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See detailContribution future du bilan de masse de surface Antarctique au niveau des mers par la modélisation régionale
Agosta, Cécile ULg; Fettweis, Xavier ULg; Gallée, Hubert

Scientific conference (2013, October 15)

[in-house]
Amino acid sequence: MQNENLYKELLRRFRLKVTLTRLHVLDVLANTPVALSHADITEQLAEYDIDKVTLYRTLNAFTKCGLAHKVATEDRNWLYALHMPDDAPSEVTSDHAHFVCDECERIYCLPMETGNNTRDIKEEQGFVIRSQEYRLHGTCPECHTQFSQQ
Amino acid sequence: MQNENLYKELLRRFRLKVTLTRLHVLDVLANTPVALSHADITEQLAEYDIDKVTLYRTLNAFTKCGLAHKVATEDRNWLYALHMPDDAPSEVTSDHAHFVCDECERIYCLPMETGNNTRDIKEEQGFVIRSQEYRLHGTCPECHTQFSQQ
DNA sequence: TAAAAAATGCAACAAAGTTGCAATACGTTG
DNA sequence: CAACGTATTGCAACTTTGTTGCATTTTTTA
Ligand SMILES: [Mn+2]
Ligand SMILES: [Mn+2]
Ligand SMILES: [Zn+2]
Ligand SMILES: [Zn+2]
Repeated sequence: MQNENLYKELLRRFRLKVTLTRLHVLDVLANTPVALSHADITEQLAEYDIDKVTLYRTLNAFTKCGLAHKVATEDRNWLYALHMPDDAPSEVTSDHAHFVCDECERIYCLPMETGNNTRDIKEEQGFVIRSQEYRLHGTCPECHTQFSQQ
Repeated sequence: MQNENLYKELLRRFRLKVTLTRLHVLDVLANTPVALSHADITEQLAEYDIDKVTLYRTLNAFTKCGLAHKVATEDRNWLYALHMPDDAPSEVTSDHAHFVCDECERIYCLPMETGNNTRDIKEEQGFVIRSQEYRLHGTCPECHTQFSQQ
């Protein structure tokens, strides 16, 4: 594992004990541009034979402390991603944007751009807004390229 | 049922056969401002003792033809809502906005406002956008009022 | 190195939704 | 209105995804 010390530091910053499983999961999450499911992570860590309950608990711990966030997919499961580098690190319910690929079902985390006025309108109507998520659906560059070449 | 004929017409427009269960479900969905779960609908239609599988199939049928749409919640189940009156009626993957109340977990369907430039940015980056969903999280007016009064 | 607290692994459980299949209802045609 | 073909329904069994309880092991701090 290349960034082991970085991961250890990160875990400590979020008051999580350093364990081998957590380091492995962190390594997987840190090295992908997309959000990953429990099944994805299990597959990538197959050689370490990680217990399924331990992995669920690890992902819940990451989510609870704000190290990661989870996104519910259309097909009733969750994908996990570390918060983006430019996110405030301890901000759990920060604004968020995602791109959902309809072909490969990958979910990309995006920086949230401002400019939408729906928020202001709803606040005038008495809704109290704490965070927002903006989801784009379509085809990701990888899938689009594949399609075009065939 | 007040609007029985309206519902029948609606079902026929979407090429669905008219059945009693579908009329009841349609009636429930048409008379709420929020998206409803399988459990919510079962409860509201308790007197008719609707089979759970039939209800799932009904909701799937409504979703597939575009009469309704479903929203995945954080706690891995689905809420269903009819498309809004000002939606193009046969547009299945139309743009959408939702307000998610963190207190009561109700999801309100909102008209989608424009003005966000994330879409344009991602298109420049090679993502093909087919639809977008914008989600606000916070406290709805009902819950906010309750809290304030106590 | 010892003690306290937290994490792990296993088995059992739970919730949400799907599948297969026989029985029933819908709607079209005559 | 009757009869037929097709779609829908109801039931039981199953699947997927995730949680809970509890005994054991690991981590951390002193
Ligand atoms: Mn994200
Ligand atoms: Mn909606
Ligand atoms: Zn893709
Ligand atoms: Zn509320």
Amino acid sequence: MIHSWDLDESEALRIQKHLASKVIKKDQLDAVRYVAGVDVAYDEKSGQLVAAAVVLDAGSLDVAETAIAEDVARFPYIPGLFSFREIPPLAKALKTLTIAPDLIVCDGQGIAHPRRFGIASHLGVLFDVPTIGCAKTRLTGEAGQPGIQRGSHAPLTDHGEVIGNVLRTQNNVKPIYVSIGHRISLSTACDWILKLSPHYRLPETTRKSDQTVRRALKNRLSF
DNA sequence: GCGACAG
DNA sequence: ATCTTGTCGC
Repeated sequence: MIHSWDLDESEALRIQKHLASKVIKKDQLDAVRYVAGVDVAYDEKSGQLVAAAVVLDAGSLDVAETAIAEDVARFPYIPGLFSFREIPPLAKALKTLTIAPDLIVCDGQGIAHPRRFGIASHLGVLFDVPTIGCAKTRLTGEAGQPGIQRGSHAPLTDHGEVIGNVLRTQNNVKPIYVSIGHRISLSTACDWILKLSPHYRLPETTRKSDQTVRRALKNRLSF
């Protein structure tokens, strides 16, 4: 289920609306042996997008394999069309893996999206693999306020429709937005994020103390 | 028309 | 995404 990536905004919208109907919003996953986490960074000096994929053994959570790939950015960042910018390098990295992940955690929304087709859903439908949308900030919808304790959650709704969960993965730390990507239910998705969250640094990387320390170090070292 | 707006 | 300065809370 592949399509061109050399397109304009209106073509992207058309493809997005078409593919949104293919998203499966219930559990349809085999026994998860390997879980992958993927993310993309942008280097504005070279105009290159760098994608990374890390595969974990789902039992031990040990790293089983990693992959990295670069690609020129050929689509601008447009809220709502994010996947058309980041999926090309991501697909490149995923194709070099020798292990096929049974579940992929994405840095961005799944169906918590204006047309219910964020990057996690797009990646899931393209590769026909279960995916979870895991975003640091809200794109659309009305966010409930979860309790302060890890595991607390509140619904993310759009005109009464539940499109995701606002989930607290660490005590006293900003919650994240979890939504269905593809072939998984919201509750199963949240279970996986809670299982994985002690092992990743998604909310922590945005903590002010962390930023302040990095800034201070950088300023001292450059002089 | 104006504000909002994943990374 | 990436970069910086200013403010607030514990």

Le bilan de masse de surface (BMS) Antarctique est encore mal connu, bien qu’on sache qu’il contribue de façon significative à l’évolution actuelle du niveau des mers et que sa contribution soit ... [more ▼]